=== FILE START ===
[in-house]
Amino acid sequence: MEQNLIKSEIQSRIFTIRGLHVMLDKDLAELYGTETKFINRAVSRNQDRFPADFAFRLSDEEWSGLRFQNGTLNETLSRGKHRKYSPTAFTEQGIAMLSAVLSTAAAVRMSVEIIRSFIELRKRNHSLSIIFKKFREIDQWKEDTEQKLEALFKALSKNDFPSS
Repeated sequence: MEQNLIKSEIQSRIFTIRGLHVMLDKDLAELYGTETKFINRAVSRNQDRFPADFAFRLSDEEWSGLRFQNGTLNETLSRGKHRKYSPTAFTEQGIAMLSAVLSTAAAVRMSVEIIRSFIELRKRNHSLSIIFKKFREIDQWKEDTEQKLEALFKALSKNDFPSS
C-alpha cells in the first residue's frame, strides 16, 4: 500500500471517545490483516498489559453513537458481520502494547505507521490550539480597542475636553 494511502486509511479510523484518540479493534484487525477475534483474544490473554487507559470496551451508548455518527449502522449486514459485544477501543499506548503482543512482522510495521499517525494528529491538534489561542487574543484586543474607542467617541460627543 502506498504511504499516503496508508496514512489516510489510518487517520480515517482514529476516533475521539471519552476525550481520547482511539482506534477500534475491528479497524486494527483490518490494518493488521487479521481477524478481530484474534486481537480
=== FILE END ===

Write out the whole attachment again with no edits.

[in-house]
Amino acid sequence: MEQNLIKSEIQSRIFTIRGLHVMLDKDLAELYGTETKFINRAVSRNQDRFPADFAFRLSDEEWSGLRFQNGTLNETLSRGKHRKYSPTAFTEQGIAMLSAVLSTAAAVRMSVEIIRSFIELRKRNHSLSIIFKKFREIDQWKEDTEQKLEALFKALSKNDFPSS
Repeated sequence: MEQNLIKSEIQSRIFTIRGLHVMLDKDLAELYGTETKFINRAVSRNQDRFPADFAFRLSDEEWSGLRFQNGTLNETLSRGKHRKYSPTAFTEQGIAMLSAVLSTAAAVRMSVEIIRSFIELRKRNHSLSIIFKKFREIDQWKEDTEQKLEALFKALSKNDFPSS
C-alpha cells in the first residue's frame, strides 16, 4: 500500500471517545490483516498489559453513537458481520502494547505507521490550539480597542475636553 494511502486509511479510523484518540479493534484487525477475534483474544490473554487507559470496551451508548455518527449502522449486514459485544477501543499506548503482543512482522510495521499517525494528529491538534489561542487574543484586543474607542467617541460627543 502506498504511504499516503496508508496514512489516510489510518487517520480515517482514529476516533475521539471519552476525550481520547482511539482506534477500534475491528479497524486494527483490518490494518493488521487479521481477524478481530484474534486481537480